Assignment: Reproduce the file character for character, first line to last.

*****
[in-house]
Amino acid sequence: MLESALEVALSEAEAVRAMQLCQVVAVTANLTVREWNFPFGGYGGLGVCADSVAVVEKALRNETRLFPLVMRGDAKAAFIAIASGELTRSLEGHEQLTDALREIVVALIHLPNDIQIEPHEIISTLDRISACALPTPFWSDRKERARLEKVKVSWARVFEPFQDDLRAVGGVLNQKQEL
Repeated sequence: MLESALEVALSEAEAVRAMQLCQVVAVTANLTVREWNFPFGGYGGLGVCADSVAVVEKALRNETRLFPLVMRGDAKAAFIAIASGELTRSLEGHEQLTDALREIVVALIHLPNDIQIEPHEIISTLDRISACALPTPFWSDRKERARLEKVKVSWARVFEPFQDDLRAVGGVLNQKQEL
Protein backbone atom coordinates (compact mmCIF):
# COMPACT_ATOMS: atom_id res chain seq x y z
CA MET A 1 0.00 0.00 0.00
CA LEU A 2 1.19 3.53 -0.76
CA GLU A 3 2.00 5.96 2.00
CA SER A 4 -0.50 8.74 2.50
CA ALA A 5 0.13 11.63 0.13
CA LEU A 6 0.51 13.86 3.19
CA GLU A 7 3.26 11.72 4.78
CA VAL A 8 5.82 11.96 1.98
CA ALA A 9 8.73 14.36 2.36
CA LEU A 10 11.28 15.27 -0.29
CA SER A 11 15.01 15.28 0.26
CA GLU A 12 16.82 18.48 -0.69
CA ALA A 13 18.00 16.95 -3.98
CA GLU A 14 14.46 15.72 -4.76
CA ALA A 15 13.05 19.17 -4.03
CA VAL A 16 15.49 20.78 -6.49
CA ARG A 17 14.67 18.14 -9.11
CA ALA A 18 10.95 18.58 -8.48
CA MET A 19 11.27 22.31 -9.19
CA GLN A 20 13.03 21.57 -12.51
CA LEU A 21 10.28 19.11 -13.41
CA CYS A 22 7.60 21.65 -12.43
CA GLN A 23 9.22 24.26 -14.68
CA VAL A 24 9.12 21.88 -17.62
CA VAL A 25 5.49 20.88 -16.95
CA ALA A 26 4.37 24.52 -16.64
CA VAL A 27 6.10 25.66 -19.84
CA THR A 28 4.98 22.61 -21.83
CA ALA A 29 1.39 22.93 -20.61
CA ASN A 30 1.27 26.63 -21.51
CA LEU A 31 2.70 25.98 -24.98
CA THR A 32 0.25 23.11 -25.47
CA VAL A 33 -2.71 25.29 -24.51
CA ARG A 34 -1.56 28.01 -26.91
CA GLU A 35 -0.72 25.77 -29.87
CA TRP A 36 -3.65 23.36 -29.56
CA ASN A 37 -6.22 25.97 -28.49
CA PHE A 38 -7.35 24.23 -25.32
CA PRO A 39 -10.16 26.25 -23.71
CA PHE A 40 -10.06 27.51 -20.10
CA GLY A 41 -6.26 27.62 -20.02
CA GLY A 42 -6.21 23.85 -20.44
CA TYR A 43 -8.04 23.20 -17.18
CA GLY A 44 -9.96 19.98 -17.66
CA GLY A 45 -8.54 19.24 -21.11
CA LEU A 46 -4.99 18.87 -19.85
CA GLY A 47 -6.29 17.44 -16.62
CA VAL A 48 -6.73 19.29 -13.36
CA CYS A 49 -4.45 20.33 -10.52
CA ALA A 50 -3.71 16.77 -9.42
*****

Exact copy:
[in-house]
Amino acid sequence: MLESALEVALSEAEAVRAMQLCQVVAVTANLTVREWNFPFGGYGGLGVCADSVAVVEKALRNETRLFPLVMRGDAKAAFIAIASGELTRSLEGHEQLTDALREIVVALIHLPNDIQIEPHEIISTLDRISACALPTPFWSDRKERARLEKVKVSWARVFEPFQDDLRAVGGVLNQKQEL
Repeated sequence: MLESALEVALSEAEAVRAMQLCQVVAVTANLTVREWNFPFGGYGGLGVCADSVAVVEKALRNETRLFPLVMRGDAKAAFIAIASGELTRSLEGHEQLTDALREIVVALIHLPNDIQIEPHEIISTLDRISACALPTPFWSDRKERARLEKVKVSWARVFEPFQDDLRAVGGVLNQKQEL
Protein backbone atom coordinates (compact mmCIF):
# COMPACT_ATOMS: atom_id res chain seq x y z
CA MET A 1 0.00 0.00 0.00
CA LEU A 2 1.19 3.53 -0.76
CA GLU A 3 2.00 5.96 2.00
CA SER A 4 -0.50 8.74 2.50
CA ALA A 5 0.13 11.63 0.13
CA LEU A 6 0.51 13.86 3.19
CA GLU A 7 3.26 11.72 4.78
CA VAL A 8 5.82 11.96 1.98
CA ALA A 9 8.73 14.36 2.36
CA LEU A 10 11.28 15.27 -0.29
CA SER A 11 15.01 15.28 0.26
CA GLU A 12 16.82 18.48 -0.69
CA ALA A 13 18.00 16.95 -3.98
CA GLU A 14 14.46 15.72 -4.76
CA ALA A 15 13.05 19.17 -4.03
CA VAL A 16 15.49 20.78 -6.49
CA ARG A 17 14.67 18.14 -9.11
CA ALA A 18 10.95 18.58 -8.48
CA MET A 19 11.27 22.31 -9.19
CA GLN A 20 13.03 21.57 -12.51
CA LEU A 21 10.28 19.11 -13.41
CA CYS A 22 7.60 21.65 -12.43
CA GLN A 23 9.22 24.26 -14.68
CA VAL A 24 9.12 21.88 -17.62
CA VAL A 25 5.49 20.88 -16.95
CA ALA A 26 4.37 24.52 -16.64
CA VAL A 27 6.10 25.66 -19.84
CA THR A 28 4.98 22.61 -21.83
CA ALA A 29 1.39 22.93 -20.61
CA ASN A 30 1.27 26.63 -21.51
CA LEU A 31 2.70 25.98 -24.98
CA THR A 32 0.25 23.11 -25.47
CA VAL A 33 -2.71 25.29 -24.51
CA ARG A 34 -1.56 28.01 -26.91
CA GLU A 35 -0.72 25.77 -29.87
CA TRP A 36 -3.65 23.36 -29.56
CA ASN A 37 -6.22 25.97 -28.49
CA PHE A 38 -7.35 24.23 -25.32
CA PRO A 39 -10.16 26.25 -23.71
CA PHE A 40 -10.06 27.51 -20.10
CA GLY A 41 -6.26 27.62 -20.02
CA GLY A 42 -6.21 23.85 -20.44
CA TYR A 43 -8.04 23.20 -17.18
CA GLY A 44 -9.96 19.98 -17.66
CA GLY A 45 -8.54 19.24 -21.11
CA LEU A 46 -4.99 18.87 -19.85
CA GLY A 47 -6.29 17.44 -16.62
CA VAL A 48 -6.73 19.29 -13.36
CA CYS A 49 -4.45 20.33 -10.52
CA ALA A 50 -3.71 16.77 -9.42